The title track and lead single from Portugal. The Man’s 7th studio album, Evil Friends, is a modern marvel of psychedelic rock. Masterfully produced by Danger Mouse, the track swirls in and out of various sounds, tempos, and moods, completely disregarding any ties to a normal pop structure. The energy that radiates out of “Evil Friends” ironically feels joyous and charming, but strikingly anthemic, as well.
57. “Beauty Queen”
Whereas she made a name for herself as a featured vocalist on Zedd’s hit “Clarity,” Foxes still managed to showcase what she has to offer all on her own. Although she didn’t light up the charts in quite the same way, her single “Beauty Queen” is a masterfully crafted alternative semi-electropop song. The sound wall that we’re slammed into at the chorus is epic, but it’s the way she gets us there that makes the song so great.
56. “We Found Love”
Indie rock’s most intriguing new act, Palma Violets, didn’t create tidal waves with their debut LP, 180, as much as they did a noticeable ripple effect. “We Found Love” is a track that truly exemplifies just how much ability they have to create that wave though. The linear song has many phases in just a short time period, each one as brilliant as one before, and, believe me, it will give you chills every time.
55. “Right Action”
Ever since we first heard that epic riff in “Take Me Out,” Franz Ferdinand have always been a compelling band. It’s clear now that they’re more than content being indie rock gods, but they will never give up their dazzling pop sensibility. The more-or-less title track from their 4th album, Right Thoughts, Right Words, Right Action, is a prime cut of Franz Ferdinand brilliance; it’s just the right amount of wacky.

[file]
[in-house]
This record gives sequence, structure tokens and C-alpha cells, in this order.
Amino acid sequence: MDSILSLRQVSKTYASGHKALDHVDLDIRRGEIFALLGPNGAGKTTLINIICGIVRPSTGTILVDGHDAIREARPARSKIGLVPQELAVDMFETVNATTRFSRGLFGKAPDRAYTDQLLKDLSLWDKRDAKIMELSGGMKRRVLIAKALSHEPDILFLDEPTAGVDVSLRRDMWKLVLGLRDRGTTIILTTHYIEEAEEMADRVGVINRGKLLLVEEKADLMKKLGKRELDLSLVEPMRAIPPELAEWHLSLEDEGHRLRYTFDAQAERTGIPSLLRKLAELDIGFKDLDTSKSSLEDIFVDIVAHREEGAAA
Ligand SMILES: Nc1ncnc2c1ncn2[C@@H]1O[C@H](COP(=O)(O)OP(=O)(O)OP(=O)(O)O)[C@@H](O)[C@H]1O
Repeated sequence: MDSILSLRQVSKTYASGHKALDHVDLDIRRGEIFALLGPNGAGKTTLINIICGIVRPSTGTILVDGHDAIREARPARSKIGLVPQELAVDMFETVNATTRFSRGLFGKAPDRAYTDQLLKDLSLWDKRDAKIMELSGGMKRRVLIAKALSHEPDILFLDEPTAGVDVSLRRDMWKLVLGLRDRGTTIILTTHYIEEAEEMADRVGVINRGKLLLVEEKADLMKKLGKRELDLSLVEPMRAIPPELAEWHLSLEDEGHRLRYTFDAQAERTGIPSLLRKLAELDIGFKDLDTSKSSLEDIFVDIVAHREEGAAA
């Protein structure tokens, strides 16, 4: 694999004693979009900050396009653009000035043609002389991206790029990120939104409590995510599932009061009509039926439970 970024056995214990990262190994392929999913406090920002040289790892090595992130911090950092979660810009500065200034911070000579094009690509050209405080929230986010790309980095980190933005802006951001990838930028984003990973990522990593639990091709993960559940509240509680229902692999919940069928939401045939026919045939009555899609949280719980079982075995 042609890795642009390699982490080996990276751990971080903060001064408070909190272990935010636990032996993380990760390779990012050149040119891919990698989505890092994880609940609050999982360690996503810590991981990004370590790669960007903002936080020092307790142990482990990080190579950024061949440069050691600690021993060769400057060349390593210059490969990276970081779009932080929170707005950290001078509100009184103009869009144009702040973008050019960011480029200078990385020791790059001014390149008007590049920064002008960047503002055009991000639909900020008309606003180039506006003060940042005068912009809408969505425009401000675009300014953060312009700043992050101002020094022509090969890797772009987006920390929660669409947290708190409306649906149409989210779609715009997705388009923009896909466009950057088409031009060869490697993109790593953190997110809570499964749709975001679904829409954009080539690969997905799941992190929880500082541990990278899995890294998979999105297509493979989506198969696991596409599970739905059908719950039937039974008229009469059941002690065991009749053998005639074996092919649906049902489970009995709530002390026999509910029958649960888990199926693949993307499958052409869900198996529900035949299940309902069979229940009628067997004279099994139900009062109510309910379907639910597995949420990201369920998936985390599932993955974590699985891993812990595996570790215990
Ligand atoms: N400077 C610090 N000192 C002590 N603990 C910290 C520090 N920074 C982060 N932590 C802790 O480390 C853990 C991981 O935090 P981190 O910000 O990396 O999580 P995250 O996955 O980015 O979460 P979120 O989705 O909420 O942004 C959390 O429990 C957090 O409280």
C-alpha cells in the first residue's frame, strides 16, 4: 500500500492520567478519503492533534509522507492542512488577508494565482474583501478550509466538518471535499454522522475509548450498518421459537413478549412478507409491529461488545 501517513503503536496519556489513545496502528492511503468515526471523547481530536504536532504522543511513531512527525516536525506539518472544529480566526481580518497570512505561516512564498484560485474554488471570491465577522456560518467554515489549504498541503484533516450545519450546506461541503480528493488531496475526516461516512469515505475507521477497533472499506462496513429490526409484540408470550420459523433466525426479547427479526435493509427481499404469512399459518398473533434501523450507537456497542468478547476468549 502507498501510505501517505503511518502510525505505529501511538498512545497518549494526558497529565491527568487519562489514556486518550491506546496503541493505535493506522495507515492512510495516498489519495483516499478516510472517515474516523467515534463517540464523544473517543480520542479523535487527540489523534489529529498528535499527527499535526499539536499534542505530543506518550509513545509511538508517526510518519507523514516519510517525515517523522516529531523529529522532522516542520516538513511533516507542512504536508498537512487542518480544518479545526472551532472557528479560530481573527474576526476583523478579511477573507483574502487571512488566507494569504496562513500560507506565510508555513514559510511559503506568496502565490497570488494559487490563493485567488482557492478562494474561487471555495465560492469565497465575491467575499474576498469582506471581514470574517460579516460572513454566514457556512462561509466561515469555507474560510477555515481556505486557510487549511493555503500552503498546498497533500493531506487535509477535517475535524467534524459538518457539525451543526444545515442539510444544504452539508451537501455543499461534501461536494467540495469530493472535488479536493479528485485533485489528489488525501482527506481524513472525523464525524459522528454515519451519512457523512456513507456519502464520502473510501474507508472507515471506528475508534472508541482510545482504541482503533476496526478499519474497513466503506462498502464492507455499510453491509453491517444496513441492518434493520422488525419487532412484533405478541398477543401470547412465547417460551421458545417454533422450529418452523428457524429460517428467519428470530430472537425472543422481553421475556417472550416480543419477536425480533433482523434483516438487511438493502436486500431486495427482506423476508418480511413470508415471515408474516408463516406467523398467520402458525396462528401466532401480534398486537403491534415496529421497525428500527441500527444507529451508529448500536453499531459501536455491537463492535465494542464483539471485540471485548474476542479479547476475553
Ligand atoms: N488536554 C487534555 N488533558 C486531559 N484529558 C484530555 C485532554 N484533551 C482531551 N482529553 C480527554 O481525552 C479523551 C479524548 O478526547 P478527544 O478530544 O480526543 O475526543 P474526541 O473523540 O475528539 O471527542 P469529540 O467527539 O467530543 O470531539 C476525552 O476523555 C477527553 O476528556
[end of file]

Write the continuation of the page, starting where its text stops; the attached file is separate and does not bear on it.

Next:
Pet Shop Boys
There is no pop duo as important, inventive, and brilliant as the Pet Shop Boys. The pair teamed up with Stuart Price to producer their 12th studio album Electric this year, which spawned an expectedly epic single in the most unexpected way. “Axis” is almost entirely instrumental, setting aside frontman Neil Tennant’s vocals in favor of a vast landscape of unrelenting synthesizers and pulsing energy.
53. “Doin’ It Right”
Daft Punk featuring Panda Bear
While Daft Punk’s collaborations with Pharrell and Nile Rogers earned the most attention, Random Access Memories was an album with a great deal of depth and range. Their collaboration with Animal Collective’s Panda Bear, “Don’ It Right,” was a clear standout. The track is almost overly simplified, using a vocoder-effected vocal line as an instrumental part, but it packs an explosive amount of punch.
52. “Hold On, We’re Going Home”
Drake featuring Majid Johnson
2013 was certainly the Year of the Throwback, but unlike most of this year’s other hits, Drake decided to go back to the 80s. His hit single “Hold On, We’re Going Home,” instrumentally sounds like a modern update on Thriller-era Michael Jackson, with a melody so sweet and soulful that we almost forget that he doesn’t actually rap a single line throughout the track. He pulls it off with ease.
Empire Of The Sun
Australian duo Empire Of The Sun are almost too cartoon-like to take seriously at face value, but when you actually hear them, it all makes sense. Their single, “Alive,” the first lifted from their sophomore LP, Ice On The Dune, is electropop genius in every aspect imaginable. The hooks, both vocal and synthesized, are incredible, but the guiltless euphoria that radiates from the track is truly outstanding.